In the depth of winter the field lay barren and cold. The remnants of the recent harvest push through the layers of wind-driven snow. Fields are divided by highways and county roads leading to small towns and solitary farms. Hard to imagine this cold, barren place is alive during the summer. Summertime finds the farms full of life as the vast expanses of cultivated fields come alive with towering stalks of corn. At that time of year the heat, oppressive and heavy, rules this domain and is in stark contrast to the harsh desolation of winter.
Driving North on one of the many interstate highways, one would leave the rolling hills near the Kentucky border behind and travel into the river plains of the Midwest. Traversing through the area, small towns dot the landscape with their little houses, fenced yards and front porches, along with streets laid out in perfect grids. The small towns and fields seem to transform as the car moves farther north along the highway skirting the expanse of larger cities that pop up throughout the state. Then arriving at the final destination of the third most populated US city, Chicago, the essence of Illinois is felt with every mile.
Leave the safety of your world behind and travel the highways to the darker side of Illinois. Let your imagination run wild as you weave a tale of unspeakable horror.
TABLE OF CONTENTS
Introduction – Jerry E. Benns
Out Come the Wolves – Claire C. Riley
Ritter House – A. Lopez, Jr.
Chicago Mike – Della West
The Ghosts of Morse – Julianne Snow
Drowning in the Hazel – Eli Constant
In Chicago, The Dish Is So Deep, No One Can Hear You Scream – Frank J. Edler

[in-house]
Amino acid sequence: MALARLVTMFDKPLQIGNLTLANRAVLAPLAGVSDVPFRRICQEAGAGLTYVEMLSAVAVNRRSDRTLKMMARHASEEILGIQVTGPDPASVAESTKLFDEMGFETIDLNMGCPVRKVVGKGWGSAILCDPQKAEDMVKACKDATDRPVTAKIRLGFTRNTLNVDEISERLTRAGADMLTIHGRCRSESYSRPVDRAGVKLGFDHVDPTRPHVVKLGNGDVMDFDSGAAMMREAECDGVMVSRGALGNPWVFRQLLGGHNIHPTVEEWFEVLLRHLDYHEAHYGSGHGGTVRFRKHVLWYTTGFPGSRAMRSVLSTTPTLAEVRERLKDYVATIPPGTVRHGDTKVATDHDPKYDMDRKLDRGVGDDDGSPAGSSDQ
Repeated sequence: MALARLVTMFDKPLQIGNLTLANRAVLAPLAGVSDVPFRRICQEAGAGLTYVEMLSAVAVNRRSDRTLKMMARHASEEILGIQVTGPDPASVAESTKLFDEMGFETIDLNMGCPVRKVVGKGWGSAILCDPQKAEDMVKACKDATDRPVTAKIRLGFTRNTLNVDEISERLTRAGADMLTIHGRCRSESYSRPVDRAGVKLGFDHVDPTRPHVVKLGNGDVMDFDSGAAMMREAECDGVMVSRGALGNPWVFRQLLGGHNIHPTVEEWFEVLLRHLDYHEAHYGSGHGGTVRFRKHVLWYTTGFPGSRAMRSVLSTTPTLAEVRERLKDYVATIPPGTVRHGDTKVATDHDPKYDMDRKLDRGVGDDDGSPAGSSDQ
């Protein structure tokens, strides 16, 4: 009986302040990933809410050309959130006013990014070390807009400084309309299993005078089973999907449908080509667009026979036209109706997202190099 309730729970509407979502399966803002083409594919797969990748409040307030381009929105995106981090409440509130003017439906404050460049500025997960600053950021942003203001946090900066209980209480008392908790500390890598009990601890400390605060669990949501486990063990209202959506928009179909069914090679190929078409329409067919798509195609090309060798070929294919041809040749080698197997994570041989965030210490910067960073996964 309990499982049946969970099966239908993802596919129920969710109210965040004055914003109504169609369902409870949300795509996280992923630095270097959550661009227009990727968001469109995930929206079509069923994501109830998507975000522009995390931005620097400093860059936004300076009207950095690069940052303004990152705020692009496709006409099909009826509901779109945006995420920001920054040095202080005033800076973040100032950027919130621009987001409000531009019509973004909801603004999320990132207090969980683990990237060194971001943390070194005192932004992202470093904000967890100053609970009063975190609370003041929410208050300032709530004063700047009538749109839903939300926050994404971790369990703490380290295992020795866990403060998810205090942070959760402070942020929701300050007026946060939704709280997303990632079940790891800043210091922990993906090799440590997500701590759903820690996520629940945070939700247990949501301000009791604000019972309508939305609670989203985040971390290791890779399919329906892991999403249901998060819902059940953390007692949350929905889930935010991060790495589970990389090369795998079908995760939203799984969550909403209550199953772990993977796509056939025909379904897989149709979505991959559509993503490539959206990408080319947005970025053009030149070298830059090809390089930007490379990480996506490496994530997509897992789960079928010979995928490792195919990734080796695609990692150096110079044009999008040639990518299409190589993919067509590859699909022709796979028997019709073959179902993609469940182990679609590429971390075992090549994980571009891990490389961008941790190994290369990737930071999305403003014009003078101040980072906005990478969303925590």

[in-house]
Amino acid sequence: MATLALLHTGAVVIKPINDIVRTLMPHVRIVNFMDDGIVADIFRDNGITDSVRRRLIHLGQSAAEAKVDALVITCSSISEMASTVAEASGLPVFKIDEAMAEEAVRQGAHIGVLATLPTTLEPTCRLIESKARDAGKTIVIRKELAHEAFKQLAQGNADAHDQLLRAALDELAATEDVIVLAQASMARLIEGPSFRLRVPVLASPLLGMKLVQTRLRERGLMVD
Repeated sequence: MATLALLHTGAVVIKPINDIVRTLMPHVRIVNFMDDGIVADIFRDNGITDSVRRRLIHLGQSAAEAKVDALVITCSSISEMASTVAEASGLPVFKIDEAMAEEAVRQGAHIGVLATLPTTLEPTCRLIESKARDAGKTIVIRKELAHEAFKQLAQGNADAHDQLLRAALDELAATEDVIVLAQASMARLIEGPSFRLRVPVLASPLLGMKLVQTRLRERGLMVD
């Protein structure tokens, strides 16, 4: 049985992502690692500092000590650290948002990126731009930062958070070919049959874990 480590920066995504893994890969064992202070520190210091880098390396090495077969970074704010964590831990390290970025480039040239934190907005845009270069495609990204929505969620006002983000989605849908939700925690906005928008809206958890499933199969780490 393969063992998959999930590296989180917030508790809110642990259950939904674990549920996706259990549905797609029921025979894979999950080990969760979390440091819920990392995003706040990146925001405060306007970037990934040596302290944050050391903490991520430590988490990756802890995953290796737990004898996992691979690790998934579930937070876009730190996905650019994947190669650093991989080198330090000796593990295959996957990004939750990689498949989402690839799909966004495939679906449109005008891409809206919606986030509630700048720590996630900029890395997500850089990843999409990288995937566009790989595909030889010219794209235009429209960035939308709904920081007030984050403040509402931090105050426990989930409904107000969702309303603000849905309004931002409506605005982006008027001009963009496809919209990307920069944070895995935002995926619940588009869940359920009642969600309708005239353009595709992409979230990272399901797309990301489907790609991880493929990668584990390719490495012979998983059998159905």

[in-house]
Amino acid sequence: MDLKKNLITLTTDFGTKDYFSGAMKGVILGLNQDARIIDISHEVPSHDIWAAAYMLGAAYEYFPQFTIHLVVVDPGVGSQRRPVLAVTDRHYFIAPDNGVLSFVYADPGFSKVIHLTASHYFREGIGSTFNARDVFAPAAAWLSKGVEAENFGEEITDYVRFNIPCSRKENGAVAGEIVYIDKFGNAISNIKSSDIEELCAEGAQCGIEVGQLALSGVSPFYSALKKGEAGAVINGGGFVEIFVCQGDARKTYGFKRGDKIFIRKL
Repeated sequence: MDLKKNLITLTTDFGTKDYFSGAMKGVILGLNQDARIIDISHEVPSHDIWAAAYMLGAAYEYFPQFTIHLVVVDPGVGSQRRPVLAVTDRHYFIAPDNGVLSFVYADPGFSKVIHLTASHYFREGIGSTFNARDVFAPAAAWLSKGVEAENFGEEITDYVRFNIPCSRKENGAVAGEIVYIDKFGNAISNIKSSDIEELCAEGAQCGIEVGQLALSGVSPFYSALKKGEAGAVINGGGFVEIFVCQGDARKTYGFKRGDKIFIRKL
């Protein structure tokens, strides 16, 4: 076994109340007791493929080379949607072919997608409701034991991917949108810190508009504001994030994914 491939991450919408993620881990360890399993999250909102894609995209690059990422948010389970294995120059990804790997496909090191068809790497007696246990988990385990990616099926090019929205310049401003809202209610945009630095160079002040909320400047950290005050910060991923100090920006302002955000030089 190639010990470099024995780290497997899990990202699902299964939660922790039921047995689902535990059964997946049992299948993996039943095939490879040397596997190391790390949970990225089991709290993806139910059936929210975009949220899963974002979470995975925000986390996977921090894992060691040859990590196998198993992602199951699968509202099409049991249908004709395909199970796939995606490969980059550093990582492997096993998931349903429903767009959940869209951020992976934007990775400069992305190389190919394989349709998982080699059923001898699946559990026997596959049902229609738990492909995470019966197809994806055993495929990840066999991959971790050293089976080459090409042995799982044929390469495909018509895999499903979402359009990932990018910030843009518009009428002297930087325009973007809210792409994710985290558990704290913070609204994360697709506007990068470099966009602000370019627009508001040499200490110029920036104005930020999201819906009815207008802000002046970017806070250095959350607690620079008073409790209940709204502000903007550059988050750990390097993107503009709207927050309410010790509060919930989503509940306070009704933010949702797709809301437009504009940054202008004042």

Chicago Blues – Stuart Conover
My Porcelain Monster – Eric I. Dean 115
Piasa Remains – Herika R. Raymer
Vishnu Springs – DJ Tyrer
Dying Days: Great Mistakes – Armand Rosamilia
What‘s Eating the Mob – P. David Puffinburger
Seek No Longer the Beloved – Jay Seate
State of Horror: New Jersey
The wind blows off the Atlantic and the sun beats down on the lotion lathered beach goers while the waves rumble and crash on the shore. Who would have guessed that these beaches once inspired a story that would resonate with moviegoers for decades afterwards. In 1916, a string of vicious shark attacks horrified New Jersey for twelve days, leaving communities shocked and running for the safety of dry land. Later, author Peter Benchley took inspiration from the headlines and penned Jaws, moving the location to New York’s Long Island, but the core of the fear was derived from the Jersey Shores.
The state of New Jersey, bordered by New York, Pennsylvania, and Delaware, is rich with history as it was one of the original 13 colonies settled, and played a huge part as the country began to take shape. The topology of the state lends a unique opportunity for setting a story, with the northern hills at the base of the Appalachian Mountains and the southern coastal plains. New Jersey is one of the most densely populated areas in the country, however, in a matter of hours, you can leave the cities behind and discover winding roads bordered by green foliage, or get lost in small towns that borders the Atlantic Ocean. The possibilities are endless to weave a modern or historical horror story using the vast settings of New Jersey.
The Pine Barrens of New Jersey holds the legend of the New Jersey Devil, the thirteenth child of Mrs. Leeds, said to be cursed upon birth by his mother and terrifying the countryside for centuries to come. In the original release of State of Horror: New Jersey, authors Scott M. Goriscak, Diane Arrelle, Christian Jensen, and T. Fox Dunham wrote their own twist on the New Jersey legend. Each story by these authors building upon the core legend of the devil, which has been inspiring the imaginations of generations. The upcoming re-release of the State of Horror Anthology will contain the updated versions of these stories and many more chilling tales inspired by the settings of the New Jersey landscape.
Look for these titles and more in 2014 from Charon Coin Press.